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1964 3.4 S-Type Automatic

Alastair Lauener

3.4 S-Type Automatic
Chassis No P1B 1288BW (May)
Engine No 1346
Opalescent Metallic Silver Blue
Biscuit Interior


S-type under restoration

The Full Story

This is a 3.4 S-Type, 1964, Auto. I don't think I could ever part with this car.

The car was my father's which he purchased in January 1967 when it was almost three years old with 19000 mioles on the clock, when I was 11. Therefore I grew up with it at the age when you make all your prejudices about cars. It could so easily have been the Rover 100 he had before that, or the Austin A55 etc. When he got a company car (Citroen CX2400, I still have that too, 1977, 42000 miles) the old Jags then were worthless, and he let me have it.

By this time I was a student at Edinburgh University, (1974-1977) and for three years I learnt all my mechanical knowledge about keeping an old Jag on the road,ie ball joints, UJ joints, siezed calipers, starter motors (it is possible to remove it with carbs in situ), gearbox mountings and the endless replacement of bits of exhaust systems. My father used to fund the more expensive parts like tyres, exhaust parts as well as my grant, as he loved the car as well. What a car to start to learn on. simple technology, but everything so big and heavy.

Eventually (1982) I decided to take it off the road for bodywork, (inner rear wheelarches), which turned into outer rear wings, and new outer sills, with very little repair needed at the front, the front wing are original.

At this stage the trouble started as I cannot weld, and the car was taken to the proverbial back street garage in Glasgow. They actually did a very good job on replacing the inner rear wheel arches, a very difficult job in its own right, but made a real mess of doing the outer lower panels of the rear wings, I think because of the long line to weld it distorted, and the sills were none too neat. I think they were very happy when I turned up with a trailer and removed the car.

I took the car to my lockup (1984), and proceeded to remove engine gearbox and interior, and disconnected both subframes for easy removal, so they could be removed at a minutes notice, but leave the car mobile. A friend who ran a business at that time redid the sills, and new (again) rear lower panels, from Robeys, and painted the car. The man doing the prep to the painting spent two weeks on it! This took about 8 months (1990) Between 1984 and 1990, life was concentrated on other things,, and the car could easily have become another abandoned project (although I still feel that way sometimes).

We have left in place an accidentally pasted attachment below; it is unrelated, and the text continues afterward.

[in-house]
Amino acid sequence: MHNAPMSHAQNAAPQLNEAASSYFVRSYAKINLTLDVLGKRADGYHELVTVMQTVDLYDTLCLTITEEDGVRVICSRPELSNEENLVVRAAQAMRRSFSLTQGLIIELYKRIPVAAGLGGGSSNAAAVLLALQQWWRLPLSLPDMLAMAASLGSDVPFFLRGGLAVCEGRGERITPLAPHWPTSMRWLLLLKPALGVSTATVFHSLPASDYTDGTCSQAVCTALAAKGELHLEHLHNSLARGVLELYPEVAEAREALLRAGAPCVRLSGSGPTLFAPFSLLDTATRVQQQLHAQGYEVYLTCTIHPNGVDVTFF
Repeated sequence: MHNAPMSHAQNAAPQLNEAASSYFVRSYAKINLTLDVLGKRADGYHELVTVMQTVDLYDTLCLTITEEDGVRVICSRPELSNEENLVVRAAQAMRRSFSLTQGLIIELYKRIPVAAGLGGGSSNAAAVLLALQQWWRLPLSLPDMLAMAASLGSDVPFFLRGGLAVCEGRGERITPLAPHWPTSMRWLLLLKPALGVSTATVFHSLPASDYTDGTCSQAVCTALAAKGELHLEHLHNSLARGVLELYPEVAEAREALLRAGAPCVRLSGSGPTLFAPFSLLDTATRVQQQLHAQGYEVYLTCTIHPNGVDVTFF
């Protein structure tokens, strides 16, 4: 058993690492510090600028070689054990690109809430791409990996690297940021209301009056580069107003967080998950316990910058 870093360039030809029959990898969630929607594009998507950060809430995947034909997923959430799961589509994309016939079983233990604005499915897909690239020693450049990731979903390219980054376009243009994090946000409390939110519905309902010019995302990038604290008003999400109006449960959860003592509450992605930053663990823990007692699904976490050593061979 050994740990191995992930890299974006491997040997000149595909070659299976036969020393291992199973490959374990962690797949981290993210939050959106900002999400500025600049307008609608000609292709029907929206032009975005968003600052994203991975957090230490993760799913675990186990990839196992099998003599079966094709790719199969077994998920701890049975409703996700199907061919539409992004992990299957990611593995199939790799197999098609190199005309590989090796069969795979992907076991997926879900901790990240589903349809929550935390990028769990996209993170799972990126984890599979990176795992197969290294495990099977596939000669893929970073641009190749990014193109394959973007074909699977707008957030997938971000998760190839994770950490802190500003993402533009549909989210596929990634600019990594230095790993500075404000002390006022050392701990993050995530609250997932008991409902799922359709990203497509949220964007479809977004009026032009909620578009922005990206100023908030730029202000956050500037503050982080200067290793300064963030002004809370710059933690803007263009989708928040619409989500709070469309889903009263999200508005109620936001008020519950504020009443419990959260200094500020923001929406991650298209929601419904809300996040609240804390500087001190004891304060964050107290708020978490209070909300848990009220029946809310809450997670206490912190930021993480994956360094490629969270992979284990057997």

I was pleased that my father saw the car painted and looking really good before he died. He had had all the stories about what was happening to the car from me, and I think he was not really believing it all. One day I picked him up to go and see his grandchild, and when he looked out of the window at my house he saw his old Jaguar looking as good as new (no windows, engine, grill, lights etc). He walked round and round it for ages, an effort for him by that time. I would swear that I saw a tear in his eye. I am very sorry that I have been unable to take him for a drive in it, as he was very proud when he first bought it that he was able to take his father out in a Jaguar.

I do not want the car to be concours, as the (now three) kids will be doing everything kids do to a car, but a neat example of its kind. Meanwhile at work I took the engine in bit by bit. That took me a year of coffee breaks, lunchtimes, and a lot of favours owed. 112000 miles, and only needed new shells/rings. 1/2 thou of wear in the crank and 3thou wear on the block. Yes, the crank was cleaned out. New oil pump and chains and all bearings, small ends, cam shells, valves etc. The head was shaved. Getting a complete engine/gearbox out the back door and into a Landrover took some organising, not every trolley can take 1/2 ton.

A new Stainless exhaust by "Double-S" is in place, only the differential and auto box have been left untouched. The interior is going back in meantime as original, except for new carpets still needed. I used the modern ball joints on the front suspension, no shimming, however the camber/castor etc will need setting. The carburettors took me a week to get installed, having been rebuilt years ago. I would hate to do it with the front subframe, radiator et all in situ. Finally, new petrol tanks from Robeys went in, as well as fuel pumps. The engine/gearbox/radiator is now full of all its fluids, and just needs a bit of courage on my part to press that button (May95) I actually have every bill for every part, but I do not have the courage to add it up as Ryan has done for his Mk1.

29th May 1995 - This weekend I finally had the courage to connect up the battery to my S-Type I had cranked the engine over by hand a few times. I checked for no huge current drain before I connected the battery (I am paranoid). There was a tiny drain. I connected the battery, got inside, the clock worked :-) Plugs out, Key on, brake warning light glowed for the first time in 15 years, as did the ignition light. Fuel gauge worked, pumps are disconnected for now. Press the button, and over it went, turning for about 5 seconds, no nasty noises. I kept turning over and over, until finally the oil pressure gauge rose to about 30-35 (20/50oil) which I think is good. The sender unit is the original one. I could hear the choke solenoid operating with the key also. Rear lights, indicators also worked, front are not connected yet. Internal dial lights worked as did the wipers, which promptly parked themselves when I first turned on.